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How you prepare broccoli doesn’t just affect its flavor. It also affects color, texture, and more. Do you cook it short or long, hot or dry? The final results can be very different! Using science, we compare 5 different ways to prepare broccoli.
Vegetables are so diverse in their flavor, texture, and color. This makes preparing them exciting, but sometimes challenging. Every vegetable type may have its own best way to be prepared. We’ll demonstrate this, using broccoli as an example.
- Introducing you to: Broccoli
- What happens when cooking broccoli?
- Preparing broccoli
- Best way to prep broccoli
Introducing you to: Broccoli
Let’s first have a closer look at broccoli.
Family of kale and Brussel sprouts
Broccoli belongs to the Brassica oleracea species. A very diverse group of vegetables all belong to this group. Apart from broccoli, it includes kale, cabbage, Brussel sprouts, cauliflower and more. As such, just like Brussel sprouts, broccoli contains a high amount of glucosinolates. These strongly influence flavor – and are also found to have beneficial properties for health, which we won’t discuss in further detail.
Structure & Cells
Broccoli has a thick green stalk with green ‘flowers’ on top. The stalk especially contains considerable amounts of cellulose and lignins, two fibers that help give strength to the broccoli.
Broccoli is a plant. As such is built up of plant cells. A unique feature of plant cells is that they have a strong sturdy cell wall, unlike animal cells. This gives strength to the cells.
Additionally, plant cells contain a water ‘reservoir’. When this reservoir is full the inside of the cell presses against the cell wall. This gives a little pressure and is what we call turgor. However, when the cells lose water, the turgor disappears. This causes leaves to wilt and turn soft.
In broccoli, this is especially important for the flowers and the leaves. These don’t have the additional strength from fibers to help them keep their shape. They’ll wilt when the turgor disappears. The stalks on the other hand aren’t as much affected. Their strong internal structure will hold up.
What happens when cooking broccoli?
When you want to prepare, thus heat, broccoli, a few things start to change.
First up, the heat breaks down some of the complex carbohydrates that make up a big part of the cell walls. As a result, the turgor is lost and the broccoli starts to soften. A lot of the carbohydrates, such as pectins, may also dissolve or break apart. This again helps to soften the broccoli, making it easier to eat.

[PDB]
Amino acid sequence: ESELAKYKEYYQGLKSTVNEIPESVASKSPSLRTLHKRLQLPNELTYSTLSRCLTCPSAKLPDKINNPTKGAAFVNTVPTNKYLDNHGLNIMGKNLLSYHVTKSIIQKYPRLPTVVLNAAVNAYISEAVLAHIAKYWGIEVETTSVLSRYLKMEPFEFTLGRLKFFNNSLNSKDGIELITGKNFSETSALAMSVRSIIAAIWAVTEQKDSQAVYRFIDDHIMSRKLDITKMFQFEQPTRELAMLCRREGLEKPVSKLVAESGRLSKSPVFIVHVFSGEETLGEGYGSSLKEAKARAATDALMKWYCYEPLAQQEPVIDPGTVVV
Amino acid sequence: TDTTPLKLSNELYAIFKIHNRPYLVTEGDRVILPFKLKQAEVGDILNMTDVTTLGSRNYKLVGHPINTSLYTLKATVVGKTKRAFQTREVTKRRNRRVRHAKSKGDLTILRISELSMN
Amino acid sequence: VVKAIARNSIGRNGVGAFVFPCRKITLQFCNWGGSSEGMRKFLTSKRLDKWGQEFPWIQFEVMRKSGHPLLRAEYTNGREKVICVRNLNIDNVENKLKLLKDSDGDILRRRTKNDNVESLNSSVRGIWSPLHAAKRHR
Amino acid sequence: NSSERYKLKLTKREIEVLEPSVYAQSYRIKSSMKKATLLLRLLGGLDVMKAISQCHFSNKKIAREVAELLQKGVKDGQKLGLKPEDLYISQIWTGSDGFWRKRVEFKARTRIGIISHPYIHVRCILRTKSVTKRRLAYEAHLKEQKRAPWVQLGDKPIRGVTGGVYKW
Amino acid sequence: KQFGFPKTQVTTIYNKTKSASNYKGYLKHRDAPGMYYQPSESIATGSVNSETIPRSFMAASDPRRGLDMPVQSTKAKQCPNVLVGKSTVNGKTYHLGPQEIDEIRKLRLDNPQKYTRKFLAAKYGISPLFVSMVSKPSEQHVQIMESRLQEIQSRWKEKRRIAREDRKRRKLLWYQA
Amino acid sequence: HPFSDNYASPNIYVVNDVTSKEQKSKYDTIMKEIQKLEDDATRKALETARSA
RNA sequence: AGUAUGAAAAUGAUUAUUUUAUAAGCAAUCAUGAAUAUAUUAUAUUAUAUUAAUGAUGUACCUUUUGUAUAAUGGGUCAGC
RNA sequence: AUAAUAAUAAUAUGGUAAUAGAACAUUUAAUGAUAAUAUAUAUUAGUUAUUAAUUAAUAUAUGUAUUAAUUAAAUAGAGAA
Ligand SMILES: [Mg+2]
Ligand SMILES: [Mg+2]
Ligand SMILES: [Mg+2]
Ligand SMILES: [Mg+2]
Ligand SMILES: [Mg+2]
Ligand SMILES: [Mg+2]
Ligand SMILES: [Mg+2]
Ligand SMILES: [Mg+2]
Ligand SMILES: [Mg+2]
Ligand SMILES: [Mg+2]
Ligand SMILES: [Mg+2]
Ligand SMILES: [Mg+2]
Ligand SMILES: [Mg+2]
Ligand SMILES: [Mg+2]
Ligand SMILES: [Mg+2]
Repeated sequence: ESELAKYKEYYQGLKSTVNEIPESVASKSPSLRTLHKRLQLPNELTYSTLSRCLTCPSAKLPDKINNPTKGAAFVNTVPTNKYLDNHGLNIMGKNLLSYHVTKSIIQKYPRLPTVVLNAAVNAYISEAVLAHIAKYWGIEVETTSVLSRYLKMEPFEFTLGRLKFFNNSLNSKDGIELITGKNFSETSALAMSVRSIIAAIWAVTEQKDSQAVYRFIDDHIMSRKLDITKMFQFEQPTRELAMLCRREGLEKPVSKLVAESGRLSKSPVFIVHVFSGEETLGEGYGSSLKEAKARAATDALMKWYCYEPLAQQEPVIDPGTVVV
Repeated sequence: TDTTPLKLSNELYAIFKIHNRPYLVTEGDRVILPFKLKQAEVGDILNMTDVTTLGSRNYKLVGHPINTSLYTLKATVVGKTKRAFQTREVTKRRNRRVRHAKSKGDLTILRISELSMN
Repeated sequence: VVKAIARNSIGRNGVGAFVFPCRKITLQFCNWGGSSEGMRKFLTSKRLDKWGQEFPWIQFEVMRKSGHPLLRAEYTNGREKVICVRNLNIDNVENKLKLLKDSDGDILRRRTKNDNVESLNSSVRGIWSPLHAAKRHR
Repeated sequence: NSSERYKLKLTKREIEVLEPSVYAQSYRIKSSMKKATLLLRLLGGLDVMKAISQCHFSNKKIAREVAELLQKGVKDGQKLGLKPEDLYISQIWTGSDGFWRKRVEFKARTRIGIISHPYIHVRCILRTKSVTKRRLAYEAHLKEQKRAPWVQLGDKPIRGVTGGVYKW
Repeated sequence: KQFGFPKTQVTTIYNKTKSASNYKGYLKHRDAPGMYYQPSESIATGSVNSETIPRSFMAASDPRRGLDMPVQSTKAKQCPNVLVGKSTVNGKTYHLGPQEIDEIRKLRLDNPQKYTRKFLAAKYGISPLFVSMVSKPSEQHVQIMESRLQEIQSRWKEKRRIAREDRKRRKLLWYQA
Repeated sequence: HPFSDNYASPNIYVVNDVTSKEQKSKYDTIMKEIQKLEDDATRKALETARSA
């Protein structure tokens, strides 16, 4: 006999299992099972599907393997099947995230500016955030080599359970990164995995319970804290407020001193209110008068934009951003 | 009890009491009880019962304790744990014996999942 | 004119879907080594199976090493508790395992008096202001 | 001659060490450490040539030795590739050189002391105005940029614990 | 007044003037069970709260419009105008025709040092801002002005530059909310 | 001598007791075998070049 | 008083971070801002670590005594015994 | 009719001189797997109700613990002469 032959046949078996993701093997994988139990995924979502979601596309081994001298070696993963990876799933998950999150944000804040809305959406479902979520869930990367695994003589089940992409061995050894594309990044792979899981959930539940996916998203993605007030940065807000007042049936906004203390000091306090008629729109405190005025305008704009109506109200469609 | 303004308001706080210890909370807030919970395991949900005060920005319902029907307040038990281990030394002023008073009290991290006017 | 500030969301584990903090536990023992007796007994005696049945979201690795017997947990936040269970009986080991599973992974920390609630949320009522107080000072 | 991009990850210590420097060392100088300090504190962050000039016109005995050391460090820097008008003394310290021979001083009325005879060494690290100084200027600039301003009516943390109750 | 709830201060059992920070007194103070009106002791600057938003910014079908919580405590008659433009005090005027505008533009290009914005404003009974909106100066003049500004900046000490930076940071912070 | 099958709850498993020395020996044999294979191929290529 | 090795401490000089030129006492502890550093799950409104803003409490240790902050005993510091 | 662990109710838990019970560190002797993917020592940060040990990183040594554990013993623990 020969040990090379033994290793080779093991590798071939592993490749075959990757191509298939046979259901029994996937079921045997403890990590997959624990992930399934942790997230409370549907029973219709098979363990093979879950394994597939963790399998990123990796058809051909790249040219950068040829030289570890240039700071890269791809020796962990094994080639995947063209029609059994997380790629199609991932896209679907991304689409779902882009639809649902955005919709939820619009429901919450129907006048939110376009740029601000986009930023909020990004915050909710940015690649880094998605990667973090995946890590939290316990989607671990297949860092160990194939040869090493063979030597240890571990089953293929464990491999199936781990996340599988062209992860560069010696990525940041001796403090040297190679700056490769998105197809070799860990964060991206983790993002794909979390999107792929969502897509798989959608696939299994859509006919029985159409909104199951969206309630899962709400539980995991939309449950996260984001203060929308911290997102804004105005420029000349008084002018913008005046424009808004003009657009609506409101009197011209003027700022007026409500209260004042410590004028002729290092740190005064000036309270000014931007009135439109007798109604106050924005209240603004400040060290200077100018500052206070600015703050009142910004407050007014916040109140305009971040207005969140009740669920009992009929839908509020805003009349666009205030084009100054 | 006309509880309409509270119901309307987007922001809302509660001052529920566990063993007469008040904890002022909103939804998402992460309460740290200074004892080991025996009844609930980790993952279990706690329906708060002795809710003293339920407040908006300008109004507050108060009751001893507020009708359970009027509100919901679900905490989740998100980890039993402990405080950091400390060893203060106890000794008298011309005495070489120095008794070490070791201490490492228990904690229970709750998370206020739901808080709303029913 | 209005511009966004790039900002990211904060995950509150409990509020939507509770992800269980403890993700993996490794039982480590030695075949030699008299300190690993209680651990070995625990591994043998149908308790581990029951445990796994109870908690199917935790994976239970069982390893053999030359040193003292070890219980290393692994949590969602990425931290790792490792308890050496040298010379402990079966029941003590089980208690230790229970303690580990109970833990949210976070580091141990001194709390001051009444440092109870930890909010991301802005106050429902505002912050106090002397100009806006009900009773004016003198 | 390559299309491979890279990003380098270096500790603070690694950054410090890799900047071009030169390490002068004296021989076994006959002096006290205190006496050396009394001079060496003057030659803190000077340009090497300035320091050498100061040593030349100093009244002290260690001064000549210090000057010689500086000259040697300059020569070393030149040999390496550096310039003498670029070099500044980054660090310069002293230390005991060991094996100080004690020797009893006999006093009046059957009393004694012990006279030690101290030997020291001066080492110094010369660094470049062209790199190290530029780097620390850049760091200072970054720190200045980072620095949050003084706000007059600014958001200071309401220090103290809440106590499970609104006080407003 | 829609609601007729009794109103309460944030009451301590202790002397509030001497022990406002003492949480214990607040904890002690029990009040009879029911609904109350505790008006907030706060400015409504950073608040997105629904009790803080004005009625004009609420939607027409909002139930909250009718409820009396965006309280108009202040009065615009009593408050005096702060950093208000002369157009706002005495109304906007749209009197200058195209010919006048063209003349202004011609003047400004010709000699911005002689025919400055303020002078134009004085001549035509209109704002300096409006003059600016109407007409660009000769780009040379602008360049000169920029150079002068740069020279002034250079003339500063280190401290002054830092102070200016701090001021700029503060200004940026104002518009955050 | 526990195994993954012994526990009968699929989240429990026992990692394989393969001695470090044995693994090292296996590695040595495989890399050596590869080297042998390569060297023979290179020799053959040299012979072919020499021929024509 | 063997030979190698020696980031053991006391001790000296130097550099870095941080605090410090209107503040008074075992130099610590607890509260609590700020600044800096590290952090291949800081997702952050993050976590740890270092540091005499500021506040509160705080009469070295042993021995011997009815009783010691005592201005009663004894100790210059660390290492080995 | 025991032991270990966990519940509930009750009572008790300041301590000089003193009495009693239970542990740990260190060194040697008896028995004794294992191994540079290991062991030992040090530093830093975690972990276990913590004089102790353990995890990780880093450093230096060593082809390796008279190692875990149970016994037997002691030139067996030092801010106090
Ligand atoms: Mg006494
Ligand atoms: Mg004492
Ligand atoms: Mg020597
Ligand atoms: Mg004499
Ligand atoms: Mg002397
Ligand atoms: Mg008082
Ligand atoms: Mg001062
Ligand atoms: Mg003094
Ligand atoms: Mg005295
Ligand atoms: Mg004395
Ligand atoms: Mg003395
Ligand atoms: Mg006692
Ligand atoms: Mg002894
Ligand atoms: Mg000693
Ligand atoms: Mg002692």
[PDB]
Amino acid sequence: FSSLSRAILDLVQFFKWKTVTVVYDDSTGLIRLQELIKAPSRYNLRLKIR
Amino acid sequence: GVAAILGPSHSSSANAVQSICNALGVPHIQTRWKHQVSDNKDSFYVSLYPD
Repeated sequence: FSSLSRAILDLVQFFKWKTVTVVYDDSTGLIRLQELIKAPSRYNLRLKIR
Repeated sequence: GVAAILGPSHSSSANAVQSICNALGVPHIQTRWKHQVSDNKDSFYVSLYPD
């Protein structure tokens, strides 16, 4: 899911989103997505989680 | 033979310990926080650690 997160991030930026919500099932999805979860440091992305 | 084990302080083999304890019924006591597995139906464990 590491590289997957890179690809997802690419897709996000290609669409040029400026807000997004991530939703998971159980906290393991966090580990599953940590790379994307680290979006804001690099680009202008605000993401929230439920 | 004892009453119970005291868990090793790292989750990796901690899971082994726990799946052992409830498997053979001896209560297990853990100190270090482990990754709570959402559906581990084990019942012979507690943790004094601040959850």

The longer you heat broccoli, the softer it becomes. At some point, it will be so soft you can compress it with a light touch of a fork.
But doesn’t shrink!
Broccoli doesn’t shrink during cooking. It might shrivel a little, but it will remain more or less the size it was at the start. This as opposed to its leafy relative kale. Broccoli has its fibers and strong structures to thank for this.
Color changes – losing green
Broccoli is green, bright green. Chlorophyll molecules are responsible for this. However, chlorophyll isn’t the most stable molecule.
When broccoli is added to a hot pan or boiling water you may at first notice it turns even brighter in color. This is not because more chlorophyll is made. Instead, it’s because the chlorophyll that is already there has become more visible.
However, when you continue to heat the broccoli it will again lose that bright green color. Chlorophyll molecules will react to become pheophytins, or leach out of the broccoli. This happens even more quickly if you’re cooking the broccoli in an acidic environment.
Natural colors in our fruits and vegetables aren’t particularly stable, chlorophyll isn’t the only one. Boiling red cabbage for too long will also result in the loss of its bright purple/red color.
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The role of enzymes
Some of the reactions can happen without an intermediary. However, other reactions that result in the breakdown of chlorophyll need a little help. This is where enzymes come in.
Enzymes are a very specialized type of protein. They can catalyze chemical reactions. That is, they help these reactions take place, without participating themselves. Various enzymes in broccoli can result in the breakdown of chlorophyll.
In fresh raw broccoli, these enzymes don’t get in touch with the chlorophyll. But when broccoli is heated and broken down, they can start to catalyze reactions and break down chlorophyll even faster.
Color changes – turning brown